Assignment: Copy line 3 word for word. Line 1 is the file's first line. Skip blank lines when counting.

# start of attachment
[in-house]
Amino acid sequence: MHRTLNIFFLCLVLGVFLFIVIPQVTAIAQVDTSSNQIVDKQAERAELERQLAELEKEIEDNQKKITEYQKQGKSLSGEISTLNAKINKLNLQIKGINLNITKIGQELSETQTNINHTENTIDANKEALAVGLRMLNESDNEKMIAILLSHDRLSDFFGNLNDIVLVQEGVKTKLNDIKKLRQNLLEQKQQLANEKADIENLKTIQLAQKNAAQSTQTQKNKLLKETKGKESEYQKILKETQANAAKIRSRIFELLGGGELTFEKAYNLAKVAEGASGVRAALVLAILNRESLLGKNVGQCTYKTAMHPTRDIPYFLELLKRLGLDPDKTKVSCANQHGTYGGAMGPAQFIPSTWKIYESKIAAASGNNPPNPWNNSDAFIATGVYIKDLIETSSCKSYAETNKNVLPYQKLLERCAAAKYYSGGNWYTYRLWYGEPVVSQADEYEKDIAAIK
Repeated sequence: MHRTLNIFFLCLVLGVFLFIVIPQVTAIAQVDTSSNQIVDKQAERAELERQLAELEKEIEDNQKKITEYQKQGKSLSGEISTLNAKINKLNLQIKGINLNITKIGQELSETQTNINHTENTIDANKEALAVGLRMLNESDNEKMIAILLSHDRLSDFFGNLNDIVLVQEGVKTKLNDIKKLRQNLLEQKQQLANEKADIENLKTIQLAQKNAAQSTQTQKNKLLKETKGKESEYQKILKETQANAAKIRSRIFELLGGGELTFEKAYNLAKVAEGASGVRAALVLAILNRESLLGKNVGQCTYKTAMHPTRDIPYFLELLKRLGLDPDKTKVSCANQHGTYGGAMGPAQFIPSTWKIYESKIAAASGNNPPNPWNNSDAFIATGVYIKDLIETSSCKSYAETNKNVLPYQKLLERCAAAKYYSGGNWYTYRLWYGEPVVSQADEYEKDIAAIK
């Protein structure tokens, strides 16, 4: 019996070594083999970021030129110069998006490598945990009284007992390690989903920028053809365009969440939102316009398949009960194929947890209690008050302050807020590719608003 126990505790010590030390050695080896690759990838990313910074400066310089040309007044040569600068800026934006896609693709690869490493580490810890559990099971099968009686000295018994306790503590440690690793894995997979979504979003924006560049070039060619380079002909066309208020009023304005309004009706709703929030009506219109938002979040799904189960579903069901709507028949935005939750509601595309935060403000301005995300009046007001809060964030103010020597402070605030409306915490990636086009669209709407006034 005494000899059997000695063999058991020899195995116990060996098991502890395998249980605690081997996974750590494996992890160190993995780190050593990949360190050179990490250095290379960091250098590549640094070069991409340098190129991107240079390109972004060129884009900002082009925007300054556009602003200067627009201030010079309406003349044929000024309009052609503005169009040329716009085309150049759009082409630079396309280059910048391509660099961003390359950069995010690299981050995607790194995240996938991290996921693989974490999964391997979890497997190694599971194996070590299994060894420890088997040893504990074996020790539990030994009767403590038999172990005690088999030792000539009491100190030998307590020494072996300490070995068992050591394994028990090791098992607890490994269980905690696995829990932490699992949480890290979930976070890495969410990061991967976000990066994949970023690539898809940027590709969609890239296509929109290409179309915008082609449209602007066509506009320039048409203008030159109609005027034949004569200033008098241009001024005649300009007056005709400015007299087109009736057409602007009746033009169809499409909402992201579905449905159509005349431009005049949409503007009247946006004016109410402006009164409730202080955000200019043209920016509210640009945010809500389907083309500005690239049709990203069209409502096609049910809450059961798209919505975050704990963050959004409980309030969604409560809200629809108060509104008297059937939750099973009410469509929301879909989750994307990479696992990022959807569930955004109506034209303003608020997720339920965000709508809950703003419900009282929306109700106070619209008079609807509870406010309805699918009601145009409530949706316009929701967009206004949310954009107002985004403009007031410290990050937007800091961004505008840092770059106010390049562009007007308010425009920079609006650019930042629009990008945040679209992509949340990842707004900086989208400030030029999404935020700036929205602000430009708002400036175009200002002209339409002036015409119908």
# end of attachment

Repeated sequence: MHRTLNIFFLCLVLGVFLFIVIPQVTAIAQVDTSSNQIVDKQAERAELERQLAELEKEIEDNQKKITEYQKQGKSLSGEISTLNAKINKLNLQIKGINLNITKIGQELSETQTNINHTENTIDANKEALAVGLRMLNESDNEKMIAILLSHDRLSDFFGNLNDIVLVQEGVKTKLNDIKKLRQNLLEQKQQLANEKADIENLKTIQLAQKNAAQSTQTQKNKLLKETKGKESEYQKILKETQANAAKIRSRIFELLGGGELTFEKAYNLAKVAEGASGVRAALVLAILNRESLLGKNVGQCTYKTAMHPTRDIPYFLELLKRLGLDPDKTKVSCANQHGTYGGAMGPAQFIPSTWKIYESKIAAASGNNPPNPWNNSDAFIATGVYIKDLIETSSCKSYAETNKNVLPYQKLLERCAAAKYYSGGNWYTYRLWYGEPVVSQADEYEKDIAAIK